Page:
The COVID-19 pandemic is exposing serious concerns about access to knowledge and services for people with disabilities. How can people with disabilities access COVID-related information, web-based vaccine registration, as well as social protection services, testing and vaccination sites?
May 20th marks Global Accessibility Awareness Day, a day to raise awareness on digital access and inclusion for the 15 percent of the world’s population, or 1 billion, who live with disabilities, including 690 million in Asia and the Pacific. The number of persons with disabilities is projected to increase due to global trends such as population ageing, a rise in non-communicable diseases such as strokes and diabetes, and injuries from intensifying climate-related disasters such as flooding and wildfires.
Accessibility – an unfulfilled human right
Lack of accessibility, thereby hindering access, lies at the heart of what constitutes a disability. The Convention on the Rights of Persons with Disabilities defines disability as resulting from “the interaction between persons with impairments and attitudinal and environmental barriers that hinders their full and effective participation in society on an equal basis with others.”
In other words, disability is not just caused by impairments but is also ‘created’ by disempowering social norms and conditions. Therefore, accessibility, or lack thereof, is a crucial determinant of dis/ability.
Around the world, accessibility is absent or inadequate in the built environment, transportation, information and communication and services. UN reports reveal, for example, that 70 percent of public buildings in Mongolia, 96 percent of public websites in China, and 90 percent of election polling stations in Jakarta, Indonesia, are not accessible for people with disabilities.
Due to inaccessibility, compounded by stigma and discrimination, persons with disabilities face access barriers in just about every domain, including health care, education, employment, public transport, banking and criminal justice systems. These access barriers leave persons with disabilities behind in reaping the benefits of socio-economic development and opportunities.
The consequences are grave
Persons with disabilities face a higher risk of poverty, more than double in some countries, as compared to persons without disabilities; the employment rate for general population in Thailand is 75.1 percent, in contrast to only 25.7 percent for persons with disabilities; and they are among the poorest of the poor. Inaccessible hygiene and health facilities and COVID-19 vaccine websites, apps or sites endanger the lives of persons with disabilities.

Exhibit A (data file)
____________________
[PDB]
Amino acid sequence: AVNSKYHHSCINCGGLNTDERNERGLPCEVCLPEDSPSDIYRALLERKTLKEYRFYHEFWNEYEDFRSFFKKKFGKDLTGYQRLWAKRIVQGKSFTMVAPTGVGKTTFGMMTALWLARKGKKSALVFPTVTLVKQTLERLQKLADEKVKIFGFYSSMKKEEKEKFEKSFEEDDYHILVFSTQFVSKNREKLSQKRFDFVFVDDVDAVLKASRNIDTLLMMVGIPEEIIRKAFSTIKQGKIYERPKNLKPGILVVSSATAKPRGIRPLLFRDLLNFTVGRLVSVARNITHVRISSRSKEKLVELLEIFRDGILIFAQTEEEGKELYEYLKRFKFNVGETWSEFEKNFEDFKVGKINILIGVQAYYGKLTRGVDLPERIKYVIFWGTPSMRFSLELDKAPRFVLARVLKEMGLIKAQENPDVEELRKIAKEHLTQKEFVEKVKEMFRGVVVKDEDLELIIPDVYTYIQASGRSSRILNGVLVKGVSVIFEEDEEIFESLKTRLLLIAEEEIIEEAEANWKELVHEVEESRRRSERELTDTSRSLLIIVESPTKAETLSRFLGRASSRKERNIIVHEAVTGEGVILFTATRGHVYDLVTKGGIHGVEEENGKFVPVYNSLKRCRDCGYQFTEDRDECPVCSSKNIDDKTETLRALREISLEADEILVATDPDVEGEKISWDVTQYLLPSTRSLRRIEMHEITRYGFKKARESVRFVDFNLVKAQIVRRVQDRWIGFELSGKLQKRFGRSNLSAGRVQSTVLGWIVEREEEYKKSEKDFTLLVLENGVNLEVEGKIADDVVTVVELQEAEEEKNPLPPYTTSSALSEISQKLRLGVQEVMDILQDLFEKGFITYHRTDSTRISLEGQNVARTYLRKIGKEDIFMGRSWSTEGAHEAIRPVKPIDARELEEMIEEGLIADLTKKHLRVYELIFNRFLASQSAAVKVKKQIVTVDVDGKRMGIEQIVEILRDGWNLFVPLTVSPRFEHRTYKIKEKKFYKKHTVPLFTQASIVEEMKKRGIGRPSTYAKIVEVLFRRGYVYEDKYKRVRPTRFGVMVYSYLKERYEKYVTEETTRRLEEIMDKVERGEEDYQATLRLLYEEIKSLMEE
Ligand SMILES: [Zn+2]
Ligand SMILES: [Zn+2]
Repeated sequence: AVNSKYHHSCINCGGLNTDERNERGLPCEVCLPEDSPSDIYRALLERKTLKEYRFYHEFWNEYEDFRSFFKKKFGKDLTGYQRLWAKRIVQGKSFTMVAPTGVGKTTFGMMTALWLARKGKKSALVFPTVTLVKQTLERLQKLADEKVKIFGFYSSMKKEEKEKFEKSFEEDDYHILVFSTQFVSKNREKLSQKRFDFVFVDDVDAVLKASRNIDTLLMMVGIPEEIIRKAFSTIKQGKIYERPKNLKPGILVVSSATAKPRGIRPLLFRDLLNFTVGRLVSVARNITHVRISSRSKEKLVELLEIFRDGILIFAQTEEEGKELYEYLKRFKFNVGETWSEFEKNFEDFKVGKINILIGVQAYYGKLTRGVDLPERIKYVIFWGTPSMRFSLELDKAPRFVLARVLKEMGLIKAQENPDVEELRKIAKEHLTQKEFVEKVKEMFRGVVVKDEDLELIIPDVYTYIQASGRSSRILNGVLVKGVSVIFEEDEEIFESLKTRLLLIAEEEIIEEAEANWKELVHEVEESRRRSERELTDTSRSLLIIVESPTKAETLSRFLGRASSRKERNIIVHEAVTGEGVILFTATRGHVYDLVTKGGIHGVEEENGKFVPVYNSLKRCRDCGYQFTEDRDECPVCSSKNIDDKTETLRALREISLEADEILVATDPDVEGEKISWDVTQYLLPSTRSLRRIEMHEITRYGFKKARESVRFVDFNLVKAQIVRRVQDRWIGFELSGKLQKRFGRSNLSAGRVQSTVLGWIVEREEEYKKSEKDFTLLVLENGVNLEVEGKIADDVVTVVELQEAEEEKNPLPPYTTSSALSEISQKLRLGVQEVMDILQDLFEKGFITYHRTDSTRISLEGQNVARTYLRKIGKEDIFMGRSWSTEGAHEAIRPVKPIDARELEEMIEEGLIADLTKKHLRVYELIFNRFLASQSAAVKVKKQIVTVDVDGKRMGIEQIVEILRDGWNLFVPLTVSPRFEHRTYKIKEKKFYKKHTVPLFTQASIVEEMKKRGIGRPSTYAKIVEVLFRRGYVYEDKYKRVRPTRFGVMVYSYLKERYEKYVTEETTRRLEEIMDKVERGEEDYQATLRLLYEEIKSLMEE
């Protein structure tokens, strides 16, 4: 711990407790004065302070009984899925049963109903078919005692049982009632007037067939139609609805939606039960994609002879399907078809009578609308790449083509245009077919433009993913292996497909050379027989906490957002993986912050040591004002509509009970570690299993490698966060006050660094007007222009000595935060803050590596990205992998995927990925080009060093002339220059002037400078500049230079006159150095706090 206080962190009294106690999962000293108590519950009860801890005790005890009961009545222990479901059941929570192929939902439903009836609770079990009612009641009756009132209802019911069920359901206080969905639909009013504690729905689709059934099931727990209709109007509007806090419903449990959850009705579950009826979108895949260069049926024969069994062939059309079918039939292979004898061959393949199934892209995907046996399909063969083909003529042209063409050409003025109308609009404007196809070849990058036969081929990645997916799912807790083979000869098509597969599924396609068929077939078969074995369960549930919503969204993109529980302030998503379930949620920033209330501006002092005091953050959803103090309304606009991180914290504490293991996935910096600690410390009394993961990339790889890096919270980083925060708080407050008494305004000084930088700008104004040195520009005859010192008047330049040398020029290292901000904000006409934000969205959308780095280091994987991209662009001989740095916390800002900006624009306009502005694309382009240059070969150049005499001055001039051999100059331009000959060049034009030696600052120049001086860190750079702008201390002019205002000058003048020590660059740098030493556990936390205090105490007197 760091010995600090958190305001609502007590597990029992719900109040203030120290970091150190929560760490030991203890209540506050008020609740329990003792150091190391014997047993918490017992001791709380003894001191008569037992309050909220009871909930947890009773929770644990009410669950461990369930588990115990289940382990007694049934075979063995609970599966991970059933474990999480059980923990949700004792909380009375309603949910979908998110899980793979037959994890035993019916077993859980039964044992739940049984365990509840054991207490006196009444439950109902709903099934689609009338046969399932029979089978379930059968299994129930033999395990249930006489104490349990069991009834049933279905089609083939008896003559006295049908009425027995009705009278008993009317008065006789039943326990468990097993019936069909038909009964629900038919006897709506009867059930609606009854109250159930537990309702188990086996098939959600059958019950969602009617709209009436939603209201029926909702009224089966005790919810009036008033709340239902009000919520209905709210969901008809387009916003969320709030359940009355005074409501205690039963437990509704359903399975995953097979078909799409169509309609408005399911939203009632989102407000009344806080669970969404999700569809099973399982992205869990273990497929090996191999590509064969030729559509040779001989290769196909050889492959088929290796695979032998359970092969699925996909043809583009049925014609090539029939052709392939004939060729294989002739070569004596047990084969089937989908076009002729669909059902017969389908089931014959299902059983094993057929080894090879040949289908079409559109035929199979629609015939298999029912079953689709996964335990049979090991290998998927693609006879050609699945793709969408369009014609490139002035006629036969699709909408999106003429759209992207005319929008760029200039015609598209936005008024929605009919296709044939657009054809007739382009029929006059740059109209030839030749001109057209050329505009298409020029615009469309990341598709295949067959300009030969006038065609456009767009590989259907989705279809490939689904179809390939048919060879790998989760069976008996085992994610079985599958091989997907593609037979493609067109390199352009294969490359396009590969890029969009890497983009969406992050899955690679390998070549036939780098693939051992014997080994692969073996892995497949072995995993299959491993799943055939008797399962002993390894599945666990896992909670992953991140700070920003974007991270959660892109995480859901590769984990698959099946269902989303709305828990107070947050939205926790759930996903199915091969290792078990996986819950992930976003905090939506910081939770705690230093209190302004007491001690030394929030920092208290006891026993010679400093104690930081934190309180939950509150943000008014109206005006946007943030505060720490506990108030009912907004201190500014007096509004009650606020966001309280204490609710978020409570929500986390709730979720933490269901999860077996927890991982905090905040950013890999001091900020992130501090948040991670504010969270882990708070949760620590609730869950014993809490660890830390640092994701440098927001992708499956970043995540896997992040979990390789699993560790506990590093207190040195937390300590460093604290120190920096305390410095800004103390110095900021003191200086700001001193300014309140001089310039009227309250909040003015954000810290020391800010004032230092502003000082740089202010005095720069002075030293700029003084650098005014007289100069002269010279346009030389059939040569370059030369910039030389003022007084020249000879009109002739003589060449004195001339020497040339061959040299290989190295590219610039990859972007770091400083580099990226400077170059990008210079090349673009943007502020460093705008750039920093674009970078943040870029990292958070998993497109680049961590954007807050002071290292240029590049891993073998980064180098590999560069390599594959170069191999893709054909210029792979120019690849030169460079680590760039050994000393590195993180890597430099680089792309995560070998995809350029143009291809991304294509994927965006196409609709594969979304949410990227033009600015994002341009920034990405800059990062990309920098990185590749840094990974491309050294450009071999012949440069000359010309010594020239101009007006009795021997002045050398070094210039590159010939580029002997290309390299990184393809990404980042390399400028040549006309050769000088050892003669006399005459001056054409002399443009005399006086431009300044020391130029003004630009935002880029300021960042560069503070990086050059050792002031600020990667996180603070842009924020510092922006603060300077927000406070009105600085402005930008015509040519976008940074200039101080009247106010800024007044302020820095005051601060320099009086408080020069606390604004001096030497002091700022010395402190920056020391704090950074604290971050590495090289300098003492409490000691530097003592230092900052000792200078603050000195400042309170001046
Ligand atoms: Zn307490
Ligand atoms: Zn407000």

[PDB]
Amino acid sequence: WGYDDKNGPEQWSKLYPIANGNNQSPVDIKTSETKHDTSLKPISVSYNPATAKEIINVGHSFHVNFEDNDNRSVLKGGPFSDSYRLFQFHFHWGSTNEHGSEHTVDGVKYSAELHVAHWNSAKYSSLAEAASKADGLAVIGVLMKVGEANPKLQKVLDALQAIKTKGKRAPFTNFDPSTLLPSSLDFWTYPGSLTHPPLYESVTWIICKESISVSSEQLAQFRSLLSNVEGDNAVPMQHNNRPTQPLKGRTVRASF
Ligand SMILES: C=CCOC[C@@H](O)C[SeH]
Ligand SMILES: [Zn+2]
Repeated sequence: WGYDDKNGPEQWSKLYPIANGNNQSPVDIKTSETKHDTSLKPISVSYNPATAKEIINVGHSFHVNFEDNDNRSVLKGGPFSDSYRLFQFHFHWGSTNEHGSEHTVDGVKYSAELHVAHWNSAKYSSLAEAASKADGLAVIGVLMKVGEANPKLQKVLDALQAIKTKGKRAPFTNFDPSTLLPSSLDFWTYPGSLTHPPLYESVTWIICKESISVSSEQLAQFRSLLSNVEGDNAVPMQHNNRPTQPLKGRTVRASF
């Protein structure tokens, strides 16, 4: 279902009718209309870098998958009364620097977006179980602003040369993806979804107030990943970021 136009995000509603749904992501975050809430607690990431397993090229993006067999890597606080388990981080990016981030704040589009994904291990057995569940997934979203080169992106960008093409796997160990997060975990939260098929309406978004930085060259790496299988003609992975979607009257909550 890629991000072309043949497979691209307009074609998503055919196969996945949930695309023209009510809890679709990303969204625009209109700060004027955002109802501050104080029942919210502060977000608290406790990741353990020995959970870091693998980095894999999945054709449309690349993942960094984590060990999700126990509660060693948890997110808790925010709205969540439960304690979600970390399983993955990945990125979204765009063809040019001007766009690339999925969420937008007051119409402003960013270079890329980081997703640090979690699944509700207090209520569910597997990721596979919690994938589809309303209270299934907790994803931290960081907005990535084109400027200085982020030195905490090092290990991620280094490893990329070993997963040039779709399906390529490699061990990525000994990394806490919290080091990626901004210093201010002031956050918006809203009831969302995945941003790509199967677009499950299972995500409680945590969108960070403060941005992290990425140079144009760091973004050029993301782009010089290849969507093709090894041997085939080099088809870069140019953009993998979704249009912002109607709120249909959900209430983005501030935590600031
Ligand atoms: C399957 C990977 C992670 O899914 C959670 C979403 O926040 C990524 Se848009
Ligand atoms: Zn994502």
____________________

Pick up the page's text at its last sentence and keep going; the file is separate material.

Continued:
One of the neglected areas is access to knowledge and information, which is invisible, unlike the built environment such as wheel-chair access.
For example, only 30 percent of survey respondents with disabilities in Bangladesh could access information on COVID-related social protection. The World Blind Union estimates that blind or partially-sighted people cannot access more than 90 percent of published books and materials. However, access to knowledge is fundamental for persons with disabilities to gain education and employment, protect themselves from harm including COVID-19 risks, and make informed decisions for independent, fulfilling lives.
Taking action … and walking the talk
In partnership with governments, the World Blind Union and national blind organizations, the United Nations Development Programme (UNDP) is advocateding for improved access to published works as a fundamental human right. Since 2014, UNDP has provided Asian countries such as Cambodia, Indonesia, Thailand and Viet Nam with technical and policy advocacy support to join the Marrakesh Treaty. This international treaty aims to improve access to published works for persons with so-called ‘print disabilities.’
UNDP in Asia and the Pacific also strives to make its own publications accessible. The UNDP Samoa Multi-Country Office developed the first braille version of UNDP’s flagship publication, ‘the Human Development Report’ in 2020. It provided the first-ever opportunity for people with visual impairment in Samoa to read the Human Development Report. UNDP Nepal released a braille version of an information booklet on court and judicial processes, while UNDP Indonesia published a talking book of a policy brief on the Marrakesh Treaty.
UNDP Cambodia and Viet Nam jointly produced an advocacy video with many disability-inclusive and accessible features: narration and voice-over for blind people; sign-language interpretation for people who are deaf or hard-of-hearing; high-contrast subtitling for people with low vision; and the narration by a UNDP staff who is blind. (The Cambodian and Vietnamese versions are also available).
UNDP is also supporting disability-inclusive COVID-19 responses, including surveys on the socio-economic impact of persons with disabilities by UNDP Viet Nam as well as various disability inclusion efforts in the context of COVID-19 by UNDP Sri Lanka, Bhutan and Bangladesh.
Investing in leaving no one behind
Creating accessible formats or adding accessibility features in products, services, projects or built environments requires additional considerations and resources. However, these are not additional expenses; they are essential investments to fulfill the fundamental rights of 15 percent of the world’s population, with substantial spill-over benefits for the rest, for example universal design infrastructure, easy-to-navigate websites, a broader customer base.
Investing in improving accessibility is one of the most effective ways to ‘reach the furthest behind first,’ a prerequisite for ‘leaving no one behind.’
Global Accessibility Awareness Day reminds us to take action, today.
Want to know more about the Marrakesh Treaty? Check out these resources: